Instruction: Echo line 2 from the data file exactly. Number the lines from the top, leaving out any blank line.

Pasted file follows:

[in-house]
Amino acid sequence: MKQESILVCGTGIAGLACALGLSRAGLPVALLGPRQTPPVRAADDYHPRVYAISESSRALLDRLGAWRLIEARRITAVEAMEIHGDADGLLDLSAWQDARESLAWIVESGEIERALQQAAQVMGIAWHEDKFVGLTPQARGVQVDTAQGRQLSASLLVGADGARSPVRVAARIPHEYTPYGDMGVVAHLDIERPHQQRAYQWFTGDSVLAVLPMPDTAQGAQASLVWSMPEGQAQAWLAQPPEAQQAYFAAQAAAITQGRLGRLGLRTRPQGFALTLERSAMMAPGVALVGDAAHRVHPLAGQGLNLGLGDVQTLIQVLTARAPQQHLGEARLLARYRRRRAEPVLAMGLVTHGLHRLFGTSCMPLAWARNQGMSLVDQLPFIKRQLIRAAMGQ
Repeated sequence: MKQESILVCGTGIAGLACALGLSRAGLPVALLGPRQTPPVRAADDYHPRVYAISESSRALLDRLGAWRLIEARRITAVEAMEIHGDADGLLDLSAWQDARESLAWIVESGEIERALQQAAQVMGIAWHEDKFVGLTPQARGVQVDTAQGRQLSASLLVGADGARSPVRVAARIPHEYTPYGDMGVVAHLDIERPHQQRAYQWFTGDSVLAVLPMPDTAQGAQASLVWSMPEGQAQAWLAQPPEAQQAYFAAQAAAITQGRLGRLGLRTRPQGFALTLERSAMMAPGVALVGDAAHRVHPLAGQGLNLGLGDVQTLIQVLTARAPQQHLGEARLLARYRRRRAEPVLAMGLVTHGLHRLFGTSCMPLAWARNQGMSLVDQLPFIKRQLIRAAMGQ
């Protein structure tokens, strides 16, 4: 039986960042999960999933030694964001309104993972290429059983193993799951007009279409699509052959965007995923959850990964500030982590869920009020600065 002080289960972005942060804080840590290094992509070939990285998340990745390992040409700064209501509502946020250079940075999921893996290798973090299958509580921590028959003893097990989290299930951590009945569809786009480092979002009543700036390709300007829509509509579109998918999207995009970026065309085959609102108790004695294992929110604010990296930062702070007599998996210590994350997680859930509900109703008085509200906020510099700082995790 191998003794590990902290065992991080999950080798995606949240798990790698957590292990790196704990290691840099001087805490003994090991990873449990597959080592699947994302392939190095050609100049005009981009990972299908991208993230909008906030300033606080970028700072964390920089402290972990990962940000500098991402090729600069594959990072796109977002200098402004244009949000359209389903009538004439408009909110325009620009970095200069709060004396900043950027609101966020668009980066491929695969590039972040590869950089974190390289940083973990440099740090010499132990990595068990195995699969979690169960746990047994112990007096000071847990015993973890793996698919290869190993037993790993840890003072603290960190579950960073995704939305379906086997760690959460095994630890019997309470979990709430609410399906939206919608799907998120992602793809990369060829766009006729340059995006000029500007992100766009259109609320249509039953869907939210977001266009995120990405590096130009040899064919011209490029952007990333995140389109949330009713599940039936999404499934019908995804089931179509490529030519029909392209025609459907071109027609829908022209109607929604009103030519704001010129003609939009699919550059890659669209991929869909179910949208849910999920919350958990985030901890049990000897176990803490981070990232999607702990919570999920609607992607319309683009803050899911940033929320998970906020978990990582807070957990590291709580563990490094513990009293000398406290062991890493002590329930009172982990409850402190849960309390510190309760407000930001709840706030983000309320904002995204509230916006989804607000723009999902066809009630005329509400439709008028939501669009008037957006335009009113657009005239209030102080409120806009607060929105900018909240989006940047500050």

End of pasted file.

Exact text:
Amino acid sequence: MKQESILVCGTGIAGLACALGLSRAGLPVALLGPRQTPPVRAADDYHPRVYAISESSRALLDRLGAWRLIEARRITAVEAMEIHGDADGLLDLSAWQDARESLAWIVESGEIERALQQAAQVMGIAWHEDKFVGLTPQARGVQVDTAQGRQLSASLLVGADGARSPVRVAARIPHEYTPYGDMGVVAHLDIERPHQQRAYQWFTGDSVLAVLPMPDTAQGAQASLVWSMPEGQAQAWLAQPPEAQQAYFAAQAAAITQGRLGRLGLRTRPQGFALTLERSAMMAPGVALVGDAAHRVHPLAGQGLNLGLGDVQTLIQVLTARAPQQHLGEARLLARYRRRRAEPVLAMGLVTHGLHRLFGTSCMPLAWARNQGMSLVDQLPFIKRQLIRAAMGQ